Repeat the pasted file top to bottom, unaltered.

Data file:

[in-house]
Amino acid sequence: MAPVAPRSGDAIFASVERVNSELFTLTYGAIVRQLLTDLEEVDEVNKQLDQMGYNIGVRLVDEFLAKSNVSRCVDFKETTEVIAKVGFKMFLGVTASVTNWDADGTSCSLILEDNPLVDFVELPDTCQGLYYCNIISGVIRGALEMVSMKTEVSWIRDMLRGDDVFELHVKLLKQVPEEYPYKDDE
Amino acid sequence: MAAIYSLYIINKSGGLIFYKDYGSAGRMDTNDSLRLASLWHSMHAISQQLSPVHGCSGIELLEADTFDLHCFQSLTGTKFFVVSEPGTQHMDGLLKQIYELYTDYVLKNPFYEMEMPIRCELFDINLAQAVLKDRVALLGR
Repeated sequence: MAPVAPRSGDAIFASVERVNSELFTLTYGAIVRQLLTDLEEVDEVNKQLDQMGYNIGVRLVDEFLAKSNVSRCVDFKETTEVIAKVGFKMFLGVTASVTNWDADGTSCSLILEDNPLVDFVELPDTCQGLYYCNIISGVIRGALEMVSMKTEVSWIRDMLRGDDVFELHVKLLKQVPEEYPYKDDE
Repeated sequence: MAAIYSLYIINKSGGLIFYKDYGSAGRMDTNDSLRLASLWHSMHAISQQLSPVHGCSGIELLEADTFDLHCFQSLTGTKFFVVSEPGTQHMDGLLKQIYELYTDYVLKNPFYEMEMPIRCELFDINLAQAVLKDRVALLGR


[in-house]
Amino acid sequence: MAPVAPRSGDAIFASVERVNSELFTLTYGAIVRQLLTDLEEVDEVNKQLDQMGYNIGVRLVDEFLAKSNVSRCVDFKETTEVIAKVGFKMFLGVTASVTNWDADGTSCSLILEDNPLVDFVELPDTCQGLYYCNIISGVIRGALEMVSMKTEVSWIRDMLRGDDVFELHVKLLKQVPEEYPYKDDE
Amino acid sequence: MAAIYSLYIINKSGGLIFYKDYGSAGRMDTNDSLRLASLWHSMHAISQQLSPVHGCSGIELLEADTFDLHCFQSLTGTKFFVVSEPGTQHMDGLLKQIYELYTDYVLKNPFYEMEMPIRCELFDINLAQAVLKDRVALLGR
Repeated sequence: MAPVAPRSGDAIFASVERVNSELFTLTYGAIVRQLLTDLEEVDEVNKQLDQMGYNIGVRLVDEFLAKSNVSRCVDFKETTEVIAKVGFKMFLGVTASVTNWDADGTSCSLILEDNPLVDFVELPDTCQGLYYCNIISGVIRGALEMVSMKTEVSWIRDMLRGDDVFELHVKLLKQVPEEYPYKDDE
Repeated sequence: MAAIYSLYIINKSGGLIFYKDYGSAGRMDTNDSLRLASLWHSMHAISQQLSPVHGCSGIELLEADTFDLHCFQSLTGTKFFVVSEPGTQHMDGLLKQIYELYTDYVLKNPFYEMEMPIRCELFDINLAQAVLKDRVALLGR